adjective, un·ti·di·er, un·ti·di·est.

not tidy or neat; slovenly; disordered: an untidy room; an untidy person.
not well-organized or carried out: an untidy plan.

verb (used with object), un·ti·died, un·ti·dy·ing.

to mess up; disorder; disarrange: The guests untidied the room.

Nearby words

  1. unthought,
  2. unthought-of,
  3. unthread,
  4. unthrifty,
  5. unthrone,
  6. untie,
  7. until,
  8. untimely,
  9. untimeous,
  10. untinged

Origin of untidy

Middle English word dating back to 1175–1225; see origin at un-1, tidy

Related formsun·ti·di·ly, adverbun·ti·di·ness, noun

Dictionary.com Unabridged Based on the Random House Unabridged Dictionary, © Random House, Inc. 2019

Examples from the Web for untidy

British Dictionary definitions for untidy


adjective -dier or -diest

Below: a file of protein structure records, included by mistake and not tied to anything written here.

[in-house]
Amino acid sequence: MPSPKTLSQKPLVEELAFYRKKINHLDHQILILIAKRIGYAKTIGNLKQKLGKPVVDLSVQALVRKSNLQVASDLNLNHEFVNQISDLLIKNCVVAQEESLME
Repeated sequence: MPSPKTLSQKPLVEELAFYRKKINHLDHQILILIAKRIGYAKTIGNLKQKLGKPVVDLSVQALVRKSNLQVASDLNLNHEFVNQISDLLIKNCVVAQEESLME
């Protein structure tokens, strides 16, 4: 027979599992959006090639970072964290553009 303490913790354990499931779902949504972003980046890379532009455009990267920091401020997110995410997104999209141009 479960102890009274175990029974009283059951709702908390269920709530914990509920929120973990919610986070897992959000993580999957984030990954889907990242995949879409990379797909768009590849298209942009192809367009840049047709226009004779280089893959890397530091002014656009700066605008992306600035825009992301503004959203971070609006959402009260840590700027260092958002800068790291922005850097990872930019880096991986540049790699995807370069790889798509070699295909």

not neat; slovenly

verb -dies, -dying or -died

(tr) to make untidy
Derived Formsuntidily, adverbuntidiness, noun

Collins English Dictionary - Complete & Unabridged 2012 Digital Edition © William Collins Sons & Co. Ltd. 1979, 1986 © HarperCollins Publishers 1998, 2000, 2003, 2005, 2006, 2007, 2009, 2012

Word Origin and History for untidy



early 13c., "untimely, unseasonable, unsuitable," from un- (1) "not" + tidy (adj.). Cf. West Frisian ontidich, Middle Dutch ontidich, Dutch ontijdig, Old High German unzitich, German unzeitig, Norwegian utidig "untimely, unseasonable, unfavorable." Meaning "poorly cared for, not neat" is recorded from mid-14c.

Online Etymology Dictionary, © 2010 Douglas Harper